What the plaintiffs do challenge is the sheriff’s fiat that lawful self-defense is not “good cause.”

The key to resolving the case is found in the District of Columbia v. Hellerdecision itself, and what it stands for.

Sheriff Gore, with support from an amicus curiae brief filed by the Brady Center to Prevent Gun Violence, contends that Heller has no applicability outside the home. They assert that the right protected by the Heller case is only a right to have a gun inside the home.

However, in an amicus brief that I filed in support of the plaintiffs, I suggested that Sheriff Gore and the Brady Center were misreading Heller. The amicusbrief was filed on behalf of the Independence Institute, Center for Constitutional Jurisprudence, Doctors for Responsible Gun Ownership and Law Enforcement Alliance of America. Professor John Eastman, an experienced U.S. Supreme Court litigator, joined me on the brief.

To begin with, the Second Amendment guarantees the “Right to Keep and Bear Arms,” not just to “keep.” According to Heller, “the Right to Keep and Bear Arms” is “the individual right to possess and carry weapons in case of confrontation.”

Further, Heller states that the Right to Keep and Bear Arms does not bar “laws forbidding the carrying of firearms in sensitive places such as schools and government buildings.” The obvious and inescapable implication is that there is a Right to Carry firearms in places that are not “sensitive.”

Second, in Heller, Justice Antonin Scalia’s opinion discussed several state court cases from the 19th century, all of which Scalia praised for presenting the correct understanding of the Second Amendment. These cases—Nunn v. State (Georgia, 1846), State v. Reid (Alabama, 1840) and State v. Chandler (Louisiana, 1850)—all said that the Right to Keep and Bear Arms includes the Right to Carry in public.

Notably, the Heller Court specifically rejected the assertion from another 19th century case that there is a right to keep arms in the home but not to carry them for self-defense in public (Aymette v. State, Tenn., 1840).

There is, however, a complication. The Heller Court explicitly said that concealed carry of handguns could be banned. The Court’s statement was consistent with many 19th century cases, including the ones mentioned above, which upheld Right-to-Carry bans. Of course, Sheriff Gore and the Brady Center put great effort into emphasizing this language from Heller.

However, they miss a larger point. Heller itself, like its state court antecedents, affirmed a general Right to Carry, while authoring the prohibition of concealed carry. So if California allowed open carry and banned concealed carry, there would be no Second Amendment problem, at least according to the Heller Court.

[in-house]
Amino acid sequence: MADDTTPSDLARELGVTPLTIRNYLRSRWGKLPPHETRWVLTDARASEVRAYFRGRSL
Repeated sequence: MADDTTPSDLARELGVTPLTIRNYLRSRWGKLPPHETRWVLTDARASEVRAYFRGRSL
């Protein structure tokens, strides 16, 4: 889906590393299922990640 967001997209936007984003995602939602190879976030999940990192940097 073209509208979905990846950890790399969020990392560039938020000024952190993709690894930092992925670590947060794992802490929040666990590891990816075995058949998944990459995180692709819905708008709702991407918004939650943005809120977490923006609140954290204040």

Unfortunately, California essentially outlaws open carry. In a few rural counties, the sheriff is allowed to issue an open carry permit, instead of a concealed carry permit. Other than that (and other than open carry while engaged in hunting or target shooting), it is illegal to carry a loaded gun openly in California.

It is still legal to carry an unloaded gun openly, although the gun prohibition lobbies came very close to outlawing that, too, in the 2010 session of the legislature. Regardless, an unloaded gun is obviously useless for self-defense, especially against the kinds of sudden attack that can occur in public places. The ability to carry an unloaded gun is certainly no substitute for the right to bear a loaded firearm.

Given the legal weaknesses of the argument that almost the entire public can be denied the right to bear a functional firearm, it is not surprising that Sheriff Gore and the Brady Center attempt to divert the court’s attention by making policy arguments. In essence, they claim that allowing citizens to carry handguns for lawful self-defense would terribly endanger public safety.

But the fact is the Constitution of the United States of America already resolves the policy issue. There are pro and con public safety arguments that can be made about whether police officers should be able to search homes without needing to get a warrant from a judge, about whether people accused of a crime should be allowed to refuse to answer questions or about whether some types of potentially dangerous newspaper articles should only be published if government officials approve them in advance.

In all these situations, the people of the United States, by enacting the Bill of Rights, decided that the safest policy, in the long run, is strong protection for personal rights. Likewise, the American people decided that the best policy for public safety is to guarantee the Right to Keep and Bear Arms. If a judge or an anti-gun group thinks that the Second Amendment was a mistake, the proper action would be to propose that the Second Amendment be repealed. Indeed, several years ago U.S. Rep. Major Owens, D-N.Y., introduced just such a bill.

Sheriff Gore and the Brady Center also offer various warnings that Right-to-Carry is very dangerous. Yet, practical experience shows just the opposite. In 40 American states, including every state that borders California, licensed carry has proven to be successful.